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From: Lance.Diduck_at_[hidden]
Date: 2008-04-18 11:50:22

If the CAS is prefixed with 'lock' (intel) then this emits a two way
barrier. Virtually all compiler built ins of CAS do this. In my
implementation of queue I did not need barriers other than those already
used by the CAS.

I am interested in developing some lock-free libs for boost, if other
are willing to help. I have a working unbounded MS Queue (relies on DCAS
at the moment, but I have ideas on how to just support Single CAS (e.g.
the node allocator could always align on 64 byte boundaries, leaving
space for a counter with a reasonable range). I have a linearized
smart_ptr (which makes STM much much easier in C++). I have a
std::allocator --compatible lockfree allocator (reduced contention
inside of container quite a bit) and of course a stack.


-----Original Message-----
From: boost-bounces_at_[hidden]
[mailto:boost-bounces_at_[hidden]] On Behalf Of Patrick Twohig
Sent: Friday, April 18, 2008 11:32 AM
To: boost_at_[hidden]
Subject: Re: [boost] Nonlocking data structures.

Another article talks about writing on the Xbox360, which is what I
needed a queue for:

On Fri, Apr 18, 2008 at 3:51 AM, Giovanni Piero Deretta

> On Fri, Apr 18, 2008 at 3:09 AM, Cory Nelson <phrosty_at_[hidden]>
> > On Thu, Apr 17, 2008 at 5:24 PM, Patrick Twohig <p-twohig_at_[hidden]>
> wrote:
> > > Theoretically, the CAS should atomically compare and swap the
> > value
> in one
> > > clock cycle. However, with multiple cores/processors/hyper
> threading where
> > > multiple instructions are being executed simultaneously over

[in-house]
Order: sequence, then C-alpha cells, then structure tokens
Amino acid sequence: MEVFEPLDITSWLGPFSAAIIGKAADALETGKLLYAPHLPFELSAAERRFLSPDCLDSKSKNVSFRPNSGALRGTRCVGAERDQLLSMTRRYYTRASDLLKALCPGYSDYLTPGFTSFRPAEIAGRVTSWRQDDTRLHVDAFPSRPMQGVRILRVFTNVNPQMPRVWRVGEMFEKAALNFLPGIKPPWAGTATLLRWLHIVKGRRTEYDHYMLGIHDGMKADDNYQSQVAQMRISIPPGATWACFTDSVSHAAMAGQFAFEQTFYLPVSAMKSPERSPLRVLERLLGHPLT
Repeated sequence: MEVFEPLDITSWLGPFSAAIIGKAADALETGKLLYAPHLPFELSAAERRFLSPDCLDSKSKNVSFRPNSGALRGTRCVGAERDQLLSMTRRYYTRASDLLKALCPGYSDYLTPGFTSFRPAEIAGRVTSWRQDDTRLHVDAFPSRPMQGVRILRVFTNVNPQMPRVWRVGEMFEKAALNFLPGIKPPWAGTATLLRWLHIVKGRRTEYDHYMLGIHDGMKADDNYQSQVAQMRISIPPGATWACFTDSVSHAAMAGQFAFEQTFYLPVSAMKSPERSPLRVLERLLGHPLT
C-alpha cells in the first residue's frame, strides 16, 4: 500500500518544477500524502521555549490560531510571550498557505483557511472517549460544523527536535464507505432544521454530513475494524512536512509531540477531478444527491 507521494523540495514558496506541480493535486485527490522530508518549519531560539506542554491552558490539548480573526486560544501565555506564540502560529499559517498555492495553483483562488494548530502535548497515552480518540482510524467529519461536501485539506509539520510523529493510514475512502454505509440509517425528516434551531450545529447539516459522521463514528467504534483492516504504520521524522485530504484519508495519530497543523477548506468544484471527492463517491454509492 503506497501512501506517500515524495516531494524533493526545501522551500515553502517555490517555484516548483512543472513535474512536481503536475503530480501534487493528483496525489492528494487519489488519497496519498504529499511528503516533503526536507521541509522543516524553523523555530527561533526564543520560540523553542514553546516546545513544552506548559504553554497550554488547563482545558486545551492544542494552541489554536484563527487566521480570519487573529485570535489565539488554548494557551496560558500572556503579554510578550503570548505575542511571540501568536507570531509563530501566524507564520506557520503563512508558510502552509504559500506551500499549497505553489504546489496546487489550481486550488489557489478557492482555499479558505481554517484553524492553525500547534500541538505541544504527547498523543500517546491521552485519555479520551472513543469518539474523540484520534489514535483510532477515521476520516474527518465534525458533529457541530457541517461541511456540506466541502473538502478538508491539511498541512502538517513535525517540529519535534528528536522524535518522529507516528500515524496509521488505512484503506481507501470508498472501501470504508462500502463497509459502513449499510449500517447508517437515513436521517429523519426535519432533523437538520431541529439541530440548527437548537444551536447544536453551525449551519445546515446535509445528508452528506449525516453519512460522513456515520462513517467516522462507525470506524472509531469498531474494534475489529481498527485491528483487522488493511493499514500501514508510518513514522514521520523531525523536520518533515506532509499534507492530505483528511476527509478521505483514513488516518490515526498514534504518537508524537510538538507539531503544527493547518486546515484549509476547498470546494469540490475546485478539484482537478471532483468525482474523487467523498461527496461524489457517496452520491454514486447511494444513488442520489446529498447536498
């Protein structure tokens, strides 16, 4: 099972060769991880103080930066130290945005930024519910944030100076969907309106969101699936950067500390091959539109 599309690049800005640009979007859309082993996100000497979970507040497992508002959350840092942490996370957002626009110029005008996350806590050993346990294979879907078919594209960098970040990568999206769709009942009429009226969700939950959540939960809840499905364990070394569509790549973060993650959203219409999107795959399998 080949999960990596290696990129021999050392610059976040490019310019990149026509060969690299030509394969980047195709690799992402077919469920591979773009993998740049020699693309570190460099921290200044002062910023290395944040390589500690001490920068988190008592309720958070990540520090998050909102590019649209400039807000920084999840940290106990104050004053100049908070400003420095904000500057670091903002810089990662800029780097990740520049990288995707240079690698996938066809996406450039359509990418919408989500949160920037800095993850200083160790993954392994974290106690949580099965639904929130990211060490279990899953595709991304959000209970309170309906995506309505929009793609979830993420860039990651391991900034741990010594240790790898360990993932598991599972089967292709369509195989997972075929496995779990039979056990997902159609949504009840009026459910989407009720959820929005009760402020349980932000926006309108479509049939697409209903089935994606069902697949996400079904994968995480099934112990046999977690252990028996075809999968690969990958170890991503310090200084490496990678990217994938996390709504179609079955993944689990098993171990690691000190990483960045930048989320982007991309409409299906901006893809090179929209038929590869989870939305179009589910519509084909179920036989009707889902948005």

> arbitrary
> > > numbers of clock cycles. There can be writes pending while you
> > want
> to read
> > > from memory. As a result, when you go to read something another
> process
> > > will have written to but you read stale data. To combat this,
> > you
> enforce a
> > > memory barrier, which guarantees that all pending memory
> transactions before
> > > the barrier have completed before moving on with the program.
> Additionally,
> > > some architectures (like x86) allow for unaligned access of
> When an
> > > unaligned value is accessed, it sets an exception then it
> > replaces
> the
> > > single read/write operation with multiple bus operations which
> wreaks havoc
> > > on any compare/swap operations.
> >
> > They don't happen in a single cycle, I don't think there is
> > anything specifying that they should. Barriers aren't needed on
> > x86 or x64, other than compile-time only ones to make sure the
> > compiler doesn't reorder something.
> >
> Well, you actually need StoreLoad memory barriers on x86. All other
> barriers are always implicit (unless you use non temporal SSE
> store/loads).
> StoreLoad is also implicit if you use locked operations, otherwise you

> need an explicit mfence.
> See, for example,
> --
> gpd
> _______________________________________________
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